Every aspiring engineer dreams of designing the perfect object. A substance so durable it can withstand cosmic forces but be light enough to manifest an ideal space rocket. Or possibly a chemical with industrial applications, yet cheap enough to manufacture on a large scale. Michael Bevan’s current research seeks to do just that, find engineering perfection. Bevan aims to design and ultimately manufacture a material called, “perfect crystals.” Perfect crystals are particles of atoms stacked on top of each other that are so perfectly geometrically aligned they behave with special properties. One ideal use of a perfect crystal is to build a computer out of them that theoretically could run at the speed of light. The immense computing capabilities at this speed are nigh impossible to fathom. Perfect crystals are not naturally occurring, and previous man made attempts to produce them have all been futile. Many who tried ended up with minor defects at the atomic level. These defects had to do with how the crystals stacked on top of each other such as point-mass flaws or line-ridge faults.
Bevan encountered some issues when trying to create perfect crystals. By definition, these perfect crystalline structures cannot be undone and therefore the setting of the positions of atoms in the perfect crystal is irreversible Additionally, the particles themselves are extremely difficult to control. Bevan said that the greatest obstacle was, “trying to image particles very close to one another” but, he added, “That’s where the engineering kicks in…do the science then design.”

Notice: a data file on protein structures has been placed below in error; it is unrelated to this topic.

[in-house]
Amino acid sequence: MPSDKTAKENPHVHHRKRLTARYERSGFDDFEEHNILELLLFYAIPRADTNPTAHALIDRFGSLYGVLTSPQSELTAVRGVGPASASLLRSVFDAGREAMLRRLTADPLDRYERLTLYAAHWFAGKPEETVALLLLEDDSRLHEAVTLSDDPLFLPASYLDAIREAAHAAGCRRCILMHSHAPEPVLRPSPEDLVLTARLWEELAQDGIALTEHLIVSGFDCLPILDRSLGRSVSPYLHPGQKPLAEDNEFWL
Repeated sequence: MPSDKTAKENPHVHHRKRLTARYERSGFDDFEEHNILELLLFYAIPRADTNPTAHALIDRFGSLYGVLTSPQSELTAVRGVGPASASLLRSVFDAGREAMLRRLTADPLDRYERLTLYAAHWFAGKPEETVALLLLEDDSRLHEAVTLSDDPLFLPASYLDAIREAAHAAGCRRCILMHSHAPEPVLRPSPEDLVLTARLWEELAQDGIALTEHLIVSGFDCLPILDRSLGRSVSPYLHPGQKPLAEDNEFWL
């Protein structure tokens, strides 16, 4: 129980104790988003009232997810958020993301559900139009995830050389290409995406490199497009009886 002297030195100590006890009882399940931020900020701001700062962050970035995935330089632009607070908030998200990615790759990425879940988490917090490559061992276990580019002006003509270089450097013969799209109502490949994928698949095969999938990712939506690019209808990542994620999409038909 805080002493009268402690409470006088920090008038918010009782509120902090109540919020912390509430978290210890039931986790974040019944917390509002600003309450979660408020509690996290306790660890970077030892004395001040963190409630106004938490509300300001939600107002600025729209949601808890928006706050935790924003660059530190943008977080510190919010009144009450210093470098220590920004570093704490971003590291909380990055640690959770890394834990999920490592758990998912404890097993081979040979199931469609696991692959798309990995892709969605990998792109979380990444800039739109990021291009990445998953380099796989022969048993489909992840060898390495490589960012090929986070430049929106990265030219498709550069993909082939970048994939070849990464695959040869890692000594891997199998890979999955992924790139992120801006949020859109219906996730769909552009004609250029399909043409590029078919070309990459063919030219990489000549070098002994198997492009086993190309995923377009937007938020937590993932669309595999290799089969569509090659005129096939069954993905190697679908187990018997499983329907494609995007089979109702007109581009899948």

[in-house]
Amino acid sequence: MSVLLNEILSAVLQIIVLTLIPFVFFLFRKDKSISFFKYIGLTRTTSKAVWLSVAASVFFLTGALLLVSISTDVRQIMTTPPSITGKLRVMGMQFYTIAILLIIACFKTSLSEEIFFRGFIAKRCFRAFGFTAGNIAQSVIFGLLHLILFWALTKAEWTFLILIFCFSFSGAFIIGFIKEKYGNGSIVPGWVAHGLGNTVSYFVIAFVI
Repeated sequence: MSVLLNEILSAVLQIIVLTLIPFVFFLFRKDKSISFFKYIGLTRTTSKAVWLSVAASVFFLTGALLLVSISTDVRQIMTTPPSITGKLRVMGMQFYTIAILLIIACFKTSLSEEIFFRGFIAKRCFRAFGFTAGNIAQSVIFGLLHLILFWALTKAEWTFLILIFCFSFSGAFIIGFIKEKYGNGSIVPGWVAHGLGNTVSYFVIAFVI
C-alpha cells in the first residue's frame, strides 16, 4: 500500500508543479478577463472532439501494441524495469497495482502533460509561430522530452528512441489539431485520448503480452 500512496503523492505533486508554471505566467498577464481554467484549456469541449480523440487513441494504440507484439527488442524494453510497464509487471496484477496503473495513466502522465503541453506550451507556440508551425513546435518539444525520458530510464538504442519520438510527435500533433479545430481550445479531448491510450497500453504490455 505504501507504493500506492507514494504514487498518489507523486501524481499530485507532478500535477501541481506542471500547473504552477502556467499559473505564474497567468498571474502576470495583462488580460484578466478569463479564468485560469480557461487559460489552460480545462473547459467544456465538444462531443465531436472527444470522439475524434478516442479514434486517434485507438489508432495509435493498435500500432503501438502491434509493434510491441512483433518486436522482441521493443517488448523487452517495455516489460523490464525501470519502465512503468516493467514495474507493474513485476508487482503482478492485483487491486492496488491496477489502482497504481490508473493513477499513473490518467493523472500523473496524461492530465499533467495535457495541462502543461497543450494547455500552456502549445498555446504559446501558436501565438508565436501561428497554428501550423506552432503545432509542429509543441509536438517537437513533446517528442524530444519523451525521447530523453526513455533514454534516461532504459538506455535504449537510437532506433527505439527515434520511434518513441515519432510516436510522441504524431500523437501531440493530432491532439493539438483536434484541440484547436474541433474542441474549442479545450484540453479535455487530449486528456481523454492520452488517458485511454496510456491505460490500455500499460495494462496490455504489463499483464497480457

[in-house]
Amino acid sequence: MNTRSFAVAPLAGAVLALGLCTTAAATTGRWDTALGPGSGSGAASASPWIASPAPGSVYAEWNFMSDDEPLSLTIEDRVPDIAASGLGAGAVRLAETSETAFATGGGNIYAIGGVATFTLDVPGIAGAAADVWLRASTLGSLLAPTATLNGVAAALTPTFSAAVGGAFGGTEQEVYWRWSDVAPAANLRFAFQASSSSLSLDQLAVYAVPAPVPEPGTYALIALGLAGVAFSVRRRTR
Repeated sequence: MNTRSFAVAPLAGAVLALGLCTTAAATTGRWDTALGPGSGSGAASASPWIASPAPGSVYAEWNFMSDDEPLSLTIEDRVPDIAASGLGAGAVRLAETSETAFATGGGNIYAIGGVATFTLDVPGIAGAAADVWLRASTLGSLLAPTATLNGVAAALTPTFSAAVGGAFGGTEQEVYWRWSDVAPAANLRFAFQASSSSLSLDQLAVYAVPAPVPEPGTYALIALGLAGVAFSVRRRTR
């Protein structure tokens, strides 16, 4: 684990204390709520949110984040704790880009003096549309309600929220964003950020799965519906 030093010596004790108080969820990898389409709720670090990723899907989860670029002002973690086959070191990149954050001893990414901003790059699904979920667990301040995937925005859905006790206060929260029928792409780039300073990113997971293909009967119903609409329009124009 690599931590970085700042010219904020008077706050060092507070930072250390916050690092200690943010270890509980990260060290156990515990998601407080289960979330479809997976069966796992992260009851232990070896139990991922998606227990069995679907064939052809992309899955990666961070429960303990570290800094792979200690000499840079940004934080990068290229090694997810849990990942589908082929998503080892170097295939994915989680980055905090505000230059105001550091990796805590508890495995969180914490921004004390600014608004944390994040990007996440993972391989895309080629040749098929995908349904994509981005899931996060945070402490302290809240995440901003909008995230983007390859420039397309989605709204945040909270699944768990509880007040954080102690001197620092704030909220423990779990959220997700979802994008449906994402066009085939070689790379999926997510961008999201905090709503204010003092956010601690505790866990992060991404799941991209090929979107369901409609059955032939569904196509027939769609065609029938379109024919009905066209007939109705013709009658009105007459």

With the use of total internal reflection microscopy (TIRM), Bevan’s project team was able to measurably record the fidgeting movement atoms have when they are close to each other. One day in the lab, one of Bevan’s graduate students randomly discovered that adjusting the amount of electrical energy pushing particles together can actually be changed incrementally and thus alter the behavior of two particles close to one another. Particles, while never actually touching another particle, still get close enough to stick, though Bevan noted that, “it’s basically levitation, it sound’s like witchcraft but is not that bad.” If all particles line up uniformly, then the manufacturer generates a perfect crystal which has a lot of useful properties. Bevan’s research continues on today, so sometime down the line the latest iPhone processor may be powered by technology that feels like it is straight out of science fiction.
'Building Perfection: Shell Seminar with Michael Bevan from JHU' has no commentsBe the first to comment this post!